Recently, The Wall Street Journal was on fire about CMBS and special servicing. In addition to the CMBS delinquency rate hitting an all-time high of 10.04 percent for May, the May 30th article blasted the special servicers by saying, “the fixers of the commercial real-estate world need some repairs themselves.”
So what does that all mean?
Well, for those of us dealing with special servicers it’s a bit of a Catch 22. The recovery has not occurred as fast as we were hoping, investors are still uncertain, borrowers and servicers are more educated, capital is abundant, and the process is proving to have some advantages and disadvantages for all.
The servicers had an opportunity to defend themselves last week at a CRE Finance Council seminar that I attended. For the most part, they did well. They act as an “Oreo” of sorts, caught between the bondholders/investors/trust and the borrowers. Their job is to maximize value for the trust.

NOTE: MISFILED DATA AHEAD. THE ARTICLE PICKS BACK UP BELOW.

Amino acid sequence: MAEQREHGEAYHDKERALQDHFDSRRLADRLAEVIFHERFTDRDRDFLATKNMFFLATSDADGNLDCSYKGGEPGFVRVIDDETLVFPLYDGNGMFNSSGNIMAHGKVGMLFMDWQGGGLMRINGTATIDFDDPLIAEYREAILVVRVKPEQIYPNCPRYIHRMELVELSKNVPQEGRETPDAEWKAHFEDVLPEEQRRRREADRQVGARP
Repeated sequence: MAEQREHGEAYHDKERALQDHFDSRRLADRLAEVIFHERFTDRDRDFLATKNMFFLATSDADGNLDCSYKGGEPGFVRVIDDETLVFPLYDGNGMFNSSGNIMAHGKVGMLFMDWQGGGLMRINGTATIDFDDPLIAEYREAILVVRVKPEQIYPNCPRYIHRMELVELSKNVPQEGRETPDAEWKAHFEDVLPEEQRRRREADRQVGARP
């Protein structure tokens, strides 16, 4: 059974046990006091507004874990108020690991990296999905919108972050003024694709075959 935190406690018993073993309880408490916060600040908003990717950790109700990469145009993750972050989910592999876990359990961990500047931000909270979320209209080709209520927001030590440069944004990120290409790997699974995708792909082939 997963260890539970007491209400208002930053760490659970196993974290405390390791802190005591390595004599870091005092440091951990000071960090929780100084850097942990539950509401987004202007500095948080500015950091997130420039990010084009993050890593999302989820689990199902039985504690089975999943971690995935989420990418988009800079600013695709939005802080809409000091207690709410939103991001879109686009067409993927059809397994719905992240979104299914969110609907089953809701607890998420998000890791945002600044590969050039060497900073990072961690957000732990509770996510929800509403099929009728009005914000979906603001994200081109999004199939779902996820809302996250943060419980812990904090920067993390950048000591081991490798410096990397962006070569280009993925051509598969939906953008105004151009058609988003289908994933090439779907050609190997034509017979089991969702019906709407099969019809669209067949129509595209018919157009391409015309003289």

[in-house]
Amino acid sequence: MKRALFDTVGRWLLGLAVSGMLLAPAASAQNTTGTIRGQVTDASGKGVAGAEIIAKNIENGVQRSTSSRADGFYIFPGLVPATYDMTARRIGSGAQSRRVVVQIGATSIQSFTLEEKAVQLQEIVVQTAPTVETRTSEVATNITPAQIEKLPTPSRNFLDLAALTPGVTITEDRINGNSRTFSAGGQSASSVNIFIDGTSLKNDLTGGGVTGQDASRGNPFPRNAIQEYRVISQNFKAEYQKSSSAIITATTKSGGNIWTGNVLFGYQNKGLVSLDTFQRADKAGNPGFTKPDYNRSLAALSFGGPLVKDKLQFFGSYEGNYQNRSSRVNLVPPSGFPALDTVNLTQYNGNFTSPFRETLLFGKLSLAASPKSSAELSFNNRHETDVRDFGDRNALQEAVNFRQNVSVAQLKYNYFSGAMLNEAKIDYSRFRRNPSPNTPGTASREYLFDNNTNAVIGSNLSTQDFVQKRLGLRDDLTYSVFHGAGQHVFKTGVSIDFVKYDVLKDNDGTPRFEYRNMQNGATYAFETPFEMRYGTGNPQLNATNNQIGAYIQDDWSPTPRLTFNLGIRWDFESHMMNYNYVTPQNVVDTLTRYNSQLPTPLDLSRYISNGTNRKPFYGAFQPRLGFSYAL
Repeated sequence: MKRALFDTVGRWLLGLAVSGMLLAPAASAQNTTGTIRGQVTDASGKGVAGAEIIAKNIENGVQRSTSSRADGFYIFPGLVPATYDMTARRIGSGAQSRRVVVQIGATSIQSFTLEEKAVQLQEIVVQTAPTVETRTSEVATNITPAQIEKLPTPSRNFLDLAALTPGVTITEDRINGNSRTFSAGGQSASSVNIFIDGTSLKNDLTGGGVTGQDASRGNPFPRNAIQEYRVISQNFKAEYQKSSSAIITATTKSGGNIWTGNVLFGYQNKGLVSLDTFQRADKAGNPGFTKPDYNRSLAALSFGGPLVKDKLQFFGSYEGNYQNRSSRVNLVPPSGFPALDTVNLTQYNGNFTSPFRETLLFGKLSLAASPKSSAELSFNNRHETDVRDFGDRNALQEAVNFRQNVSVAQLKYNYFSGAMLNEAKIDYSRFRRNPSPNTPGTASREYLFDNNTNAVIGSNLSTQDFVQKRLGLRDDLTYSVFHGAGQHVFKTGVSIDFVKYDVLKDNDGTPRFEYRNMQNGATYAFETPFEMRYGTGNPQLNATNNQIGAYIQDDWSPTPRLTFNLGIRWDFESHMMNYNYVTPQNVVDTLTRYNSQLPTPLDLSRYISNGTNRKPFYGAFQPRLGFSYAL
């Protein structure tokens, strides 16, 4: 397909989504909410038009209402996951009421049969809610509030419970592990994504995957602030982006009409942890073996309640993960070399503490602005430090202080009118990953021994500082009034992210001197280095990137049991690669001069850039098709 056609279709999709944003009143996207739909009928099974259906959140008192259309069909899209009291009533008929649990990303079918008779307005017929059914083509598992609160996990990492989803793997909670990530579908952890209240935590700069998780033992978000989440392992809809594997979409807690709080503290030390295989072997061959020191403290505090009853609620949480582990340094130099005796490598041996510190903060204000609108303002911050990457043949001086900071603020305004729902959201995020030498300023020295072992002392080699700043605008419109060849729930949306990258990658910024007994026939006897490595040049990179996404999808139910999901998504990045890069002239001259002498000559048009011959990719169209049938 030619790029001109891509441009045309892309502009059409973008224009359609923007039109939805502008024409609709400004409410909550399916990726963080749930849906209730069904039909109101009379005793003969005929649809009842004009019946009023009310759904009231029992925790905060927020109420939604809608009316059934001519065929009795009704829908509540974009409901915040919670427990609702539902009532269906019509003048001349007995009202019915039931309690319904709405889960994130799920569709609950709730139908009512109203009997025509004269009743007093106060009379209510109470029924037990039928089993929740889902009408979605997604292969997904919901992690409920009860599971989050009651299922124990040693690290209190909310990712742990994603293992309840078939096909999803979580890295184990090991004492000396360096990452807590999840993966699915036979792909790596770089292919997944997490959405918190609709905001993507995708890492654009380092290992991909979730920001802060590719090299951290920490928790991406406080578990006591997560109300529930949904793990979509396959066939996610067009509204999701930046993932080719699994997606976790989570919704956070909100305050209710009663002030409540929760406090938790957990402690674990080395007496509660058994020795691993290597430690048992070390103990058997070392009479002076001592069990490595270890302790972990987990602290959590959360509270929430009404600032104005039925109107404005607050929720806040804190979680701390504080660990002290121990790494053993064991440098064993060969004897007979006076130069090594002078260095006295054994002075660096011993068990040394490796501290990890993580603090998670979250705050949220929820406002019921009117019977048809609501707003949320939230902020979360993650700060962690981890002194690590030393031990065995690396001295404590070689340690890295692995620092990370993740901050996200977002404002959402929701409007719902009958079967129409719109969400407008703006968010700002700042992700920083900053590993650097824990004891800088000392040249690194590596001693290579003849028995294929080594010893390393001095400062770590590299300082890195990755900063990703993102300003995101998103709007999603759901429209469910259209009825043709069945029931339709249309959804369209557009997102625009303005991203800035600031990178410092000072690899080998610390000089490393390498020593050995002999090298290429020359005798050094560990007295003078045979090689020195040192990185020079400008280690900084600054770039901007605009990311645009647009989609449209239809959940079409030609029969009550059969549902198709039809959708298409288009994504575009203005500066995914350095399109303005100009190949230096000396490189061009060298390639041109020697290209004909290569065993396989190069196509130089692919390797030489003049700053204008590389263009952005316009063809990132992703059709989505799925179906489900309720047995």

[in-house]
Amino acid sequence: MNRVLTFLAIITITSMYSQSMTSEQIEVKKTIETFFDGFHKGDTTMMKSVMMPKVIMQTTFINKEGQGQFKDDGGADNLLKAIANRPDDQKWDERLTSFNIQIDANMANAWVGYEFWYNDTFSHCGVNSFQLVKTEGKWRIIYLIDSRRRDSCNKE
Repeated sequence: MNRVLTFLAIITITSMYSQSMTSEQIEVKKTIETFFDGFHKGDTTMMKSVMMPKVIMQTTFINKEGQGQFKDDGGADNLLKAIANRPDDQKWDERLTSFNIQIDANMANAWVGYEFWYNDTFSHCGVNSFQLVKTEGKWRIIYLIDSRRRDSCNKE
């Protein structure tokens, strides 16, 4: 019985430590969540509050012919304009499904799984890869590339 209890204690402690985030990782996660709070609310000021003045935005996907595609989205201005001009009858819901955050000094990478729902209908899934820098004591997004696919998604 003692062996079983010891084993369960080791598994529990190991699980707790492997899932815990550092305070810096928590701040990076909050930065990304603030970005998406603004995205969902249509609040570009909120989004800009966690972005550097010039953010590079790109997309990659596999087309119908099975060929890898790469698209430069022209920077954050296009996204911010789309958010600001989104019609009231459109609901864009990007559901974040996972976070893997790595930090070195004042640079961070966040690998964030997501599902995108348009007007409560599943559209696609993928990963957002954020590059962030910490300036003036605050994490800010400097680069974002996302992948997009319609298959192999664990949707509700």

Sounds like if you apply real estate 101, that should be simple. But with values unreliable, the lack of sales comps in the market, investor pressures and perceptions, and an arguably still sluggish market, it’s a no-win situation.
On the bright side, reporting is improving, sales are happening, and for borrowers, we are seeing more resolutions and better timing. Servicers are opting for some local market loan sales versus bulk sales, and I was glad to hear they recognize that loan time in special servicing is costly for all.
The key to working with special servicers is creating a win-win for the borrower and the trust, which takes some give and take on both sides. Special servicers aren’t all bad; they’re just stuck in the middle.
Tanya Little is CEO of Hart Advisors Group. Contact her at firstname.lastname@example.org.